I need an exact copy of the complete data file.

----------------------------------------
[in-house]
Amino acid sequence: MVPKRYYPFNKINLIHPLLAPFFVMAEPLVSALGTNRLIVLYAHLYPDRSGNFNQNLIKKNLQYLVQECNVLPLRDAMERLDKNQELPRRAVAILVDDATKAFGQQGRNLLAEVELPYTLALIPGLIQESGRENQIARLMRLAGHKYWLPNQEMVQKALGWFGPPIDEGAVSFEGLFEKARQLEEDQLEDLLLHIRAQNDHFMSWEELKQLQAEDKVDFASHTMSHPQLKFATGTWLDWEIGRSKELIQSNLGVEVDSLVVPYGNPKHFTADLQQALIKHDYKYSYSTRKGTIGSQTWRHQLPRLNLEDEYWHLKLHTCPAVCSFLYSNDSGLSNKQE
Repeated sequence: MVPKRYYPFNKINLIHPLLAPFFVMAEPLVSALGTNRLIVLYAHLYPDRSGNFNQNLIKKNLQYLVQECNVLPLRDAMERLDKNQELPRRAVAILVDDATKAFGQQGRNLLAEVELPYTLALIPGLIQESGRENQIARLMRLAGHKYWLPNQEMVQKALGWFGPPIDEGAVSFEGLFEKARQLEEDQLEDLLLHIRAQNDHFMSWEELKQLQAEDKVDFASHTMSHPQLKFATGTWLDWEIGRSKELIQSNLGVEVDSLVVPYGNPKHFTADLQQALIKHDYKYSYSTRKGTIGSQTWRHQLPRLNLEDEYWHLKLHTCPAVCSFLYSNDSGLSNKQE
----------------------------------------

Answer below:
[in-house]
Amino acid sequence: MVPKRYYPFNKINLIHPLLAPFFVMAEPLVSALGTNRLIVLYAHLYPDRSGNFNQNLIKKNLQYLVQECNVLPLRDAMERLDKNQELPRRAVAILVDDATKAFGQQGRNLLAEVELPYTLALIPGLIQESGRENQIARLMRLAGHKYWLPNQEMVQKALGWFGPPIDEGAVSFEGLFEKARQLEEDQLEDLLLHIRAQNDHFMSWEELKQLQAEDKVDFASHTMSHPQLKFATGTWLDWEIGRSKELIQSNLGVEVDSLVVPYGNPKHFTADLQQALIKHDYKYSYSTRKGTIGSQTWRHQLPRLNLEDEYWHLKLHTCPAVCSFLYSNDSGLSNKQE
Repeated sequence: MVPKRYYPFNKINLIHPLLAPFFVMAEPLVSALGTNRLIVLYAHLYPDRSGNFNQNLIKKNLQYLVQECNVLPLRDAMERLDKNQELPRRAVAILVDDATKAFGQQGRNLLAEVELPYTLALIPGLIQESGRENQIARLMRLAGHKYWLPNQEMVQKALGWFGPPIDEGAVSFEGLFEKARQLEEDQLEDLLLHIRAQNDHFMSWEELKQLQAEDKVDFASHTMSHPQLKFATGTWLDWEIGRSKELIQSNLGVEVDSLVVPYGNPKHFTADLQQALIKHDYKYSYSTRKGTIGSQTWRHQLPRLNLEDEYWHLKLHTCPAVCSFLYSNDSGLSNKQE